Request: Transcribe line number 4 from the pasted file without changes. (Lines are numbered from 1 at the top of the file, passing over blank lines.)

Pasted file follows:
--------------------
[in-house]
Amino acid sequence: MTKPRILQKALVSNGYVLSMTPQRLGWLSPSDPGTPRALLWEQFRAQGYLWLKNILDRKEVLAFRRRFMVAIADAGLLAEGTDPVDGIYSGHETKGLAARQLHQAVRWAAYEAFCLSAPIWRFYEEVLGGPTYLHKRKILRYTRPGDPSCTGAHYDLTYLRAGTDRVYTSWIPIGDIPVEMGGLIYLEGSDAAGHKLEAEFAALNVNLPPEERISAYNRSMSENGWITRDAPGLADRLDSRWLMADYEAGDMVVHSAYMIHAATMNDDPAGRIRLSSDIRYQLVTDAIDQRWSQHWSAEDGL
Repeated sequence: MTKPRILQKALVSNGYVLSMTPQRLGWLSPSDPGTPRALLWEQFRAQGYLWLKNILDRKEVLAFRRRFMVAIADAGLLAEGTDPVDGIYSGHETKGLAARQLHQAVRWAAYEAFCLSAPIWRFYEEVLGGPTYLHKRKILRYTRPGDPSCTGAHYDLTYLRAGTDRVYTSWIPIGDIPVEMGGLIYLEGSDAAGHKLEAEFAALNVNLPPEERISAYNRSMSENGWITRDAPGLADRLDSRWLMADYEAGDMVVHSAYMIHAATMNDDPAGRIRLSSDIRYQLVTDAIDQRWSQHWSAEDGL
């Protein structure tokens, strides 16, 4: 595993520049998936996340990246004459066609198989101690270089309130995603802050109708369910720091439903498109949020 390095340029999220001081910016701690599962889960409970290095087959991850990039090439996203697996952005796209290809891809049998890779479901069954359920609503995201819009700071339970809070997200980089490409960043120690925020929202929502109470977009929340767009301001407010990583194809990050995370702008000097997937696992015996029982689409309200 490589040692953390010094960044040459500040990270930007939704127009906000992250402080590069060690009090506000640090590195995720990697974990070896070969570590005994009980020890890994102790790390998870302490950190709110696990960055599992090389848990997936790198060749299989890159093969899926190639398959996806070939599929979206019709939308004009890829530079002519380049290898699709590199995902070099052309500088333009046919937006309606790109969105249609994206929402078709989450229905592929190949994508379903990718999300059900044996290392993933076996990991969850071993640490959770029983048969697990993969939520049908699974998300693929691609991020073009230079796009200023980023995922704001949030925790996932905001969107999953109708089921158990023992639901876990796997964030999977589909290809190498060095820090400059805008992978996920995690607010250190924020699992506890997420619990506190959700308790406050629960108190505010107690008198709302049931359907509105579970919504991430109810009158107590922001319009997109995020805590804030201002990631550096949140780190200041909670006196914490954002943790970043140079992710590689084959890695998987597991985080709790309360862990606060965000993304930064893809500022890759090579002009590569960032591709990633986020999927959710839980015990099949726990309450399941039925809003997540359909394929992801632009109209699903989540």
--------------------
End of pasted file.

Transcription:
């Protein structure tokens, strides 16, 4: 595993520049998936996340990246004459066609198989101690270089309130995603802050109708369910720091439903498109949020 390095340029999220001081910016701690599962889960409970290095087959991850990039090439996203697996952005796209290809891809049998890779479901069954359920609503995201819009700071339970809070997200980089490409960043120690925020929202929502109470977009929340767009301001407010990583194809990050995370702008000097997937696992015996029982689409309200 490589040692953390010094960044040459500040990270930007939704127009906000992250402080590069060690009090506000640090590195995720990697974990070896070969570590005994009980020890890994102790790390998870302490950190709110696990960055599992090389848990997936790198060749299989890159093969899926190639398959996806070939599929979206019709939308004009890829530079002519380049290898699709590199995902070099052309500088333009046919937006309606790109969105249609994206929402078709989450229905592929190949994508379903990718999300059900044996290392993933076996990991969850071993640490959770029983048969697990993969939520049908699974998300693929691609991020073009230079796009200023980023995922704001949030925790996932905001969107999953109708089921158990023992639901876990796997964030999977589909290809190498060095820090400059805008992978996920995690607010250190924020699992506890997420619990506190959700308790406050629960108190505010107690008198709302049931359907509105579970919504991430109810009158107590922001319009997109995020805590804030201002990631550096949140780190200041909670006196914490954002943790970043140079992710590689084959890695998987597991985080709790309360862990606060965000993304930064893809500022890759090579002009590569960032591709990633986020999927959710839980015990099949726990309450399941039925809003997540359909394929992801632009109209699903989540």